As yet, it seems as though Sony is committed to growing its ties with Google, which certainly wouldn’t make Steve Jobs too happy, but the ultimate result should be far more integrated devices that Jobs always hoped the company would create even if it would be "One Sony + Google".
1. pongkie (Posts: 480; Member since: 20 Aug 2011)
no because steve is dead. like a typical businessman and most likely educated at one very prestigious business schools out there hirai is cost cutting, streamlining to save the company.
16. pongkie (Posts: 480; Member since: 20 Aug 2011)
wow great somehow the title of this article change. nice move
3. rendHELL (Posts: 304; Member since: 09 Nov 2011)
"One Sony + Google".....
I like this line...
but soon it should be... Vita OS for it's mobile...
4. bolaG (Posts: 468; Member since: 15 Aug 2011)
Good article Michael, I like where Sony is heading and lets hope they do intergrate their products more but be nothing like Apples closed ecosystem.
5. jellytime (Posts: 135; Member since: 05 Dec 2011)
Sony is making Iphone 4s camera and they probably worked together before Steve died so I'm pretty sure that Steve has talked with Kaz Hirai
and also Jobs always admred Sony which is written in the article but I'm not sure if that is true.
6. EclipseGSX (Posts: 1339; Member since: 18 Oct 2011)
Lol PA changed the image and the headline
7. MichaelHeller (Posts: 2579; Member since: 26 May 2011)
Yeah, my bad. The original idea didn't really match what I ended up writing, and I forgot to change those before the original post.
8. Commentator (Posts: 1882; Member since: 16 Aug 2011)
I don't think Apple would be too thrilled to be described as "incestuous," but, then again, "incest is wincest," as the old saying goes.
9. darac (Posts: 2156; Member since: 17 Oct 2011)
The strategy sounds perfect, but the company will need to be focused, efficient and determinate to make it really tick.
And for that you need a really special CEO, a visionary with complete authority. Ahem, and no, that doesn't necessarily mean a Steve Jobs clone.
If it works out, Sony could start making history in the coming years.
Anyway I'm holding up for their "mint" top dog phone in September. I sense something pretty sweet there.
Oh and yes, Android and Google all the way! That is the key for their strategy.
Sony loves Android openly, they thanked Google for it bunch of times on their facebook page.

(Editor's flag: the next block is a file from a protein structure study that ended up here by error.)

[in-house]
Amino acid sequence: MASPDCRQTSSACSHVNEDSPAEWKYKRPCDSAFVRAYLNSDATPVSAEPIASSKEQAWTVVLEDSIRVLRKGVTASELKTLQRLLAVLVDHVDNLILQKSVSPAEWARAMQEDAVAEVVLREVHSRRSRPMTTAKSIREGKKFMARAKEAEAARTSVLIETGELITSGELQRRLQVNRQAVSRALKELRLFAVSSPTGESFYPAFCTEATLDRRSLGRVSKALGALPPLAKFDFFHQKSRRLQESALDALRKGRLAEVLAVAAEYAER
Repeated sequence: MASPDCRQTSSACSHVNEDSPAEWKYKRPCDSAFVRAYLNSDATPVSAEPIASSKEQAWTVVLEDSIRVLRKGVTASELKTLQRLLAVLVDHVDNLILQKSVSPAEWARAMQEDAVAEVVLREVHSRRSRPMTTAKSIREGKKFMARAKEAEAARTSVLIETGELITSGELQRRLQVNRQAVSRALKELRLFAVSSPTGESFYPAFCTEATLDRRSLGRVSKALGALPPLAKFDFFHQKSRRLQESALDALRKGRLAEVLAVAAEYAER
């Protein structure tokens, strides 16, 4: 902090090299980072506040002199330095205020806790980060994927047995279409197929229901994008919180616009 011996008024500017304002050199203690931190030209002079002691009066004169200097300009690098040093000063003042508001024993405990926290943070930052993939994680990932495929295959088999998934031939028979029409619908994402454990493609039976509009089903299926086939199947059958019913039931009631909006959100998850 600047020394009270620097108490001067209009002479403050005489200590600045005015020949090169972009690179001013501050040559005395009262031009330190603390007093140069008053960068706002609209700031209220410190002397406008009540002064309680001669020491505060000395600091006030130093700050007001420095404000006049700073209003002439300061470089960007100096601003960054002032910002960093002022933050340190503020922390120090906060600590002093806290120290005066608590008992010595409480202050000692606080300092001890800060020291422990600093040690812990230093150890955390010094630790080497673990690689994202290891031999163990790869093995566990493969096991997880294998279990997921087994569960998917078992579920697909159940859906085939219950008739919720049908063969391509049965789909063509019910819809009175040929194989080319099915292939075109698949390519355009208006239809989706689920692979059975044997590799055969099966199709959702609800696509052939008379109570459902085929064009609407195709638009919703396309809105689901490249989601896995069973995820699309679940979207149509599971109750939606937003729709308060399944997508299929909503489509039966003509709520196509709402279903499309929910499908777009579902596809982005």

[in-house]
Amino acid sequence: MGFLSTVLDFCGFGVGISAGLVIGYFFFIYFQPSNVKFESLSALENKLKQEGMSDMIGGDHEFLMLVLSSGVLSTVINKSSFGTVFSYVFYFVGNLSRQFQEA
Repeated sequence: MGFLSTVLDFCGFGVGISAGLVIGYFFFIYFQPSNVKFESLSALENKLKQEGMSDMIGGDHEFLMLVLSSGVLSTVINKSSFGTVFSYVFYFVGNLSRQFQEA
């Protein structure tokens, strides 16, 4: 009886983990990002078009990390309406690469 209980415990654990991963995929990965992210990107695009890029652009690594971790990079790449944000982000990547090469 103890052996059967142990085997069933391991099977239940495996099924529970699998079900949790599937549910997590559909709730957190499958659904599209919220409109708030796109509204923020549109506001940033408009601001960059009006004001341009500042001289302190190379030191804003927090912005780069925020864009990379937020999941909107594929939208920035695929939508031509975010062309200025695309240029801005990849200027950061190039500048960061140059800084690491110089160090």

Btw, I've read somewhere that Steve Jobs' first smartphone was Sony Ericsson P900.
11. dmn666 (Posts: 179; Member since: 19 Oct 2011)
Right on, dude! It'll be a challenging task for Kaz. Let's hope for the best.
Btw, I'm also waiting for 'mint' as well. Hayabusa is not looking very promising based on what I've read today at xperiablog.net. Looks like I'm gonna get Xperia S for now.
10. spiderpig2894 (Posts: 332; Member since: 10 Jan 2012)
Sony is now seeding ICS for Arc S, neo V and Ray!
12. dmn666 (Posts: 179; Member since: 19 Oct 2011)
Good article, Michael. Android can be their savior at this moment. But eventually, they are gonna have to develop an in-house os to hit the jackpot. And that's not an easy task at all. iOS has been a major key to Apple's success and fat margin as well.
13. dmn666 (Posts: 179; Member since: 19 Oct 2011)
Oh, I'd love to see a TV with PS integrated just like some Sharp TVs came with built-in blu-ray player. They can shove a PS into the base at least :P. Now that would be one heck of a TV. I don't think any other TV manufacturer can match that. Think about it, Sony :)
14. Dr.Phil (Posts: 793; Member since: 14 Feb 2011)
When I saw them name their new business strategy "Sony One" I couldn't help but think of Ford and their "Ford One" strategy. Ford was successful with their strategy so I hope Sony finds the same success. Actually the strategies themselves are not that different, just applied to different markets.
15. Dr.Phil (Posts: 793; Member since: 14 Feb 2011)
Excuse me I meant "One Sony" not "Sony One" and "One Ford".
17. ZetanAlaz (Posts: 14; Member since: 05 Apr 2012)
Sony is not on the mainstream of smartphone.. They said, Xperia with quad core will be on 2013 or so.. This strategy, ehmmm... Let's see for the couple years from now.. Jobs wanted Sony to be like Apple (at least), but seems Hirai had his own thought about it..
18. BenCjamin (Posts: 76; Member since: 13 May 2011)
I am excited for Sony. Since they dropped Ericsson I am hoping to see some sweet products from them and they've already shown a taste of their potential with their new Xperia Ion and Xperia S.They have the gaming side of things already so if they swing it right they're products will blow the competition out of the water. Unfortunately i feel like they're trying to play catch up with everyone else since the Xperia Ion & S are their first dual-core phones Plus they're an american company. Long live America! Now if we could only get them to put in a processor that is better than that Qualcomm piece of crap....
20. remixfa (Posts: 13887; Member since: 19 Dec 2008)
who in the world would ever think sony was american!? lol
22. bvalde09 (Posts: 171; Member since: 22 Nov 2011)
LMFAO @BenCjamin please make some research first
21. remixfa (Posts: 13887; Member since: 19 Dec 2008)
Sony has been bouncing on the verge of non-relevance for quite a while. Compared to the PS2, the PS3 is a failure, and except for a few of our local Sony fanboys here, they are all but non existant in the phone world. If it wasnt for their top notch TVs and bluray licencing fees they would not have much brand power left. I like their designs, but they need parity with their devices and they need it fast.